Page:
Sen. Tom Harkin went to Grand View College on Monday to praise a bill aimed at making college more accessible to low-income students and helping graduates with heavy loan debt.
Harkin voted for the College Cost Reduction and Access Act, approved by the Senate and House on Sept. 7 and now awaiting President Bush’s signature. Bush previously objected to some elements of the bill but has indicated he would sign it.
Speaking at a news conference at the Des Moines college, Harkin said he wanted to halt rising loan interest rates and boost federal grants to relieve the debt the now burdens students upon graduation.
“College has become a distant and unattainable dream for millions of Americans. And for millions more who are fortunate enough to attend college, they graduate with two things a college diploma and a mountain of debt,” he said.
Harkin said the bill would:
Gradually increase the federal Pell Grant amount per year until 2012, when it would total $5,400. Students do not have to repay this money.
Reduce the amount of government subsidies paid to private lenders like Sallie Mae, JP Morgan and Citibank as well as non-profit agencies that administer federal loans.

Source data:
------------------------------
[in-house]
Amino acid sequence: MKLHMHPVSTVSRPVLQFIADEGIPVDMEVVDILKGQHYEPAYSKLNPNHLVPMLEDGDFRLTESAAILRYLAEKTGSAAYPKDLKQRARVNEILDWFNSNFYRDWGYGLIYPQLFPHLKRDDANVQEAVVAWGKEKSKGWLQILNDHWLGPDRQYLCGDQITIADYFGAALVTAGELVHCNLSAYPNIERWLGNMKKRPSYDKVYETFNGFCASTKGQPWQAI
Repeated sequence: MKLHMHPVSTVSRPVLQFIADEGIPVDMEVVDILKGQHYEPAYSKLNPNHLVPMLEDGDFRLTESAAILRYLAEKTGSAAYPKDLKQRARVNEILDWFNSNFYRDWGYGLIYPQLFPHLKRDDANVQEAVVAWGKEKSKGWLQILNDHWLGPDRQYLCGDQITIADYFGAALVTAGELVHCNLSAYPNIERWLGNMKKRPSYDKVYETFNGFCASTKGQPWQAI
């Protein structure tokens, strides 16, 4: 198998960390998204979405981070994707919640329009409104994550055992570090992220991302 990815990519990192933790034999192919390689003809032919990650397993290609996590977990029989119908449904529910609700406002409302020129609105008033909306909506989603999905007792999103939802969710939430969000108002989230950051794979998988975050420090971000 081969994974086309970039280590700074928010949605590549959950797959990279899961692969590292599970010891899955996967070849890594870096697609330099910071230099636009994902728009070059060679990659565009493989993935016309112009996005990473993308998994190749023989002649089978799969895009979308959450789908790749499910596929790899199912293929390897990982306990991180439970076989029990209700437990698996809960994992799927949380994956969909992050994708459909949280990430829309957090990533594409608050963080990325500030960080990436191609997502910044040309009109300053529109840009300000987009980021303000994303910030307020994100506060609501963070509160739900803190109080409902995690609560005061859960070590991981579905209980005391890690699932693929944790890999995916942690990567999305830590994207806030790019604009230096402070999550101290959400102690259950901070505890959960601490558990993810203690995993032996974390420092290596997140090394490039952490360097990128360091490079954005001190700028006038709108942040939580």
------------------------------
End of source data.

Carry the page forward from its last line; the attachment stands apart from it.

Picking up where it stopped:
Set a cap for federal student loan repayment to 15 percent of a borrower’s income. That means one’s monthly payments could decline.
Drop federal student loan interest rates each year, until they reach 3.4 percent in 2012. The current rate for federal loans, such as the Stafford loan, is between 6 percent and 6.8 percent.
Forgive remaining loan debt to those who work for a decade in a public service career, such as teaching, nursing, law enforcement, social work, public interest law and public library services.
Kent Henning, president of Grand View College, said institutions such as his school that have large nursing and education programs are concerned when students opt out of those careers because of daunting loan debt.
“Our society does not always reward people in those professions with the highest incomes,” he said. “We’re losing qualified candidates for some of these very important non-profit and public sector jobs.”
Banking industry officials have argued that the cuts in government subsidies could adversely affect services provided to borrowers, but Harkin said the reduction was needed.
“We have thrown tens of billions of dollars at the private loan program despite the fact that the direct loan program is cheaper and more effective,” Harkin said.
If signed by President Bush as expected, the legislation will begin taking effect Oct. 1.
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